CE: It is well received. Classical music has a small but loyal and growing audience.

LT: What made you take that leap of faith and decide to really start following your dream of singing professionally full time?

CE: I reached a point in my life when I finally came to realize that it was up to ME to pursue my dream, and no one else. I could not keep blaming external forces and factors for where I was in my life. This was in 2005. I was absolutely miserable on the track I was on (that of being an attorney) and I saw that if I did not make the leap, and at least try, I would be miserable for the rest of my life. Sounds dramatic I know, but hey, I am an opera singer! ;-) I officially began to "go for it" on June 20th, 2005, the day after my 26th birthday.

LT: What are some of the challenges of being a Classical singer in the 21st Century as composed to years past?

CE: Getting exposure! Things have gotten easier because of the Internet and social networking sites, but that issue still remains true. Also classical music is nowhere as popular as other kinds of music, sometimes there is a perception that it is "boring" or "serious" music, so we draw less crowds. This is so different from the Western world in the 16th, 17th and 18th century when classical music was the entertainment! But we keep on trucking, because Classical music fans tend to be die hard and loyal, and are less flighty than popular music fans.

LT: How would you classify or rate America's taste today for Classical music and Opera Singers, etc. compared to other countries in the world?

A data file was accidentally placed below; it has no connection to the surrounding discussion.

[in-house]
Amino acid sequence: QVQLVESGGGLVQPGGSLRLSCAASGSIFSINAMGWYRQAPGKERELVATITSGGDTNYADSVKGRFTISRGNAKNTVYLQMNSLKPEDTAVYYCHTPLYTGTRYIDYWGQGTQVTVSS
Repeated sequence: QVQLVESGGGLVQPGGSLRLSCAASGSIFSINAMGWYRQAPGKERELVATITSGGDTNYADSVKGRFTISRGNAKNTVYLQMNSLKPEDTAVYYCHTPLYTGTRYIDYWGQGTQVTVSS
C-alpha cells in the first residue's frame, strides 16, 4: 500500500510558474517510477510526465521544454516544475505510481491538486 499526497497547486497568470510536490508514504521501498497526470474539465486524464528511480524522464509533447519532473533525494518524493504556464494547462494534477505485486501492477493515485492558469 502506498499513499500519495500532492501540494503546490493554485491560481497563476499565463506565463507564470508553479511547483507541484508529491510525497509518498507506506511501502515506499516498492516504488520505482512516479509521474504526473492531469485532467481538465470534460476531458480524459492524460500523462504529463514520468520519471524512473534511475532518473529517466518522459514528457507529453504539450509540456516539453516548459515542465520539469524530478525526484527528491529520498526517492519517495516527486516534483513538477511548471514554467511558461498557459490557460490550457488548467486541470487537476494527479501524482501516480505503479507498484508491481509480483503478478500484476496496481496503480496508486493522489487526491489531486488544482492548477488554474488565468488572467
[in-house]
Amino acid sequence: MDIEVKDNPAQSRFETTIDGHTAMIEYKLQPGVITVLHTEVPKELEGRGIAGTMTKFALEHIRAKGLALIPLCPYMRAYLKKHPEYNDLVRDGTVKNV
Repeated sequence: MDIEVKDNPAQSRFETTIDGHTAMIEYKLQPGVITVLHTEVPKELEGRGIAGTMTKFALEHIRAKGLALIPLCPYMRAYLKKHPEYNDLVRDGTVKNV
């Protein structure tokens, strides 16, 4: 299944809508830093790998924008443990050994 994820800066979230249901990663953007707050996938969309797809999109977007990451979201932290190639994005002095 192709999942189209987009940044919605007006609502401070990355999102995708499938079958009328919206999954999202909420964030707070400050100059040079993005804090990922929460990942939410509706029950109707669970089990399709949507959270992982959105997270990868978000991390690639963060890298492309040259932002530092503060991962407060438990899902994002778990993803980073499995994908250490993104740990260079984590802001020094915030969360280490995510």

CE: European countries still worship classical music and opera. It is not as popular in the United States, but there are quite a few die hard fans. In Africa, classical music has been around, but opera is slowly gaining ground. It was such a thrill to perform in my home country of Nigeria, my recital was very well received and there is a small but loyal following of opera and classical music buffs in Nigeria. As for Asia, opera seems to be popular there, I would love to perform in Asia one day.

LT: Have you been approached or are you pursuing any of the Classical labels to do your own album?

CE: No not yet, but it will happen soon!

LT: What are some of the countries you have traveled to to perform?

CE: I have performed in Italy, several cities in Austria, Nigeria and in various states in the U.S.

LT: Where are some of the places in the DC/MD/VA area where you have performed your recitals?

CE: I have performed at the Clarice Smith Performing Arts Center, Georgetown University Law Center, the Historical Society of Washington DC, National City Christian Church, the Metropolitan African Methodist Church and several other churches in the area.

LT: Where can we see you next?

CE: Come to my November recital of art songs and arias at St. Luke's Parish in Bladensburg MD. Saturday, November 14th, 2009 at 7.30pm. I will also be performing in Tampa, Florida, at the Asaba Memorial International Symposium at the University of South Florida on October 9th and 10th, 2009.

LT: What are your future plans? I have one year left in my second Bachelors degree in Music at the University of Maryland School of Music. I am scheduled to finish in December 2010. After that I plan to audition, perform and participate in vocal competitions.

LT: What advice would you give to young people interested in the arts and pursuing a career in classical music?

CE: In the end, persistence is what wins out, no matter how little or how much talent you have. If you are persistent, no matter what other people say, if you trust yourself and keep taking little steps, day by day, you will eventually succeed.

LT: Thanks again for swinging by The Lounge. All the best with your upcoming performances. Looking forward to seeing you perform! Come through again anytime!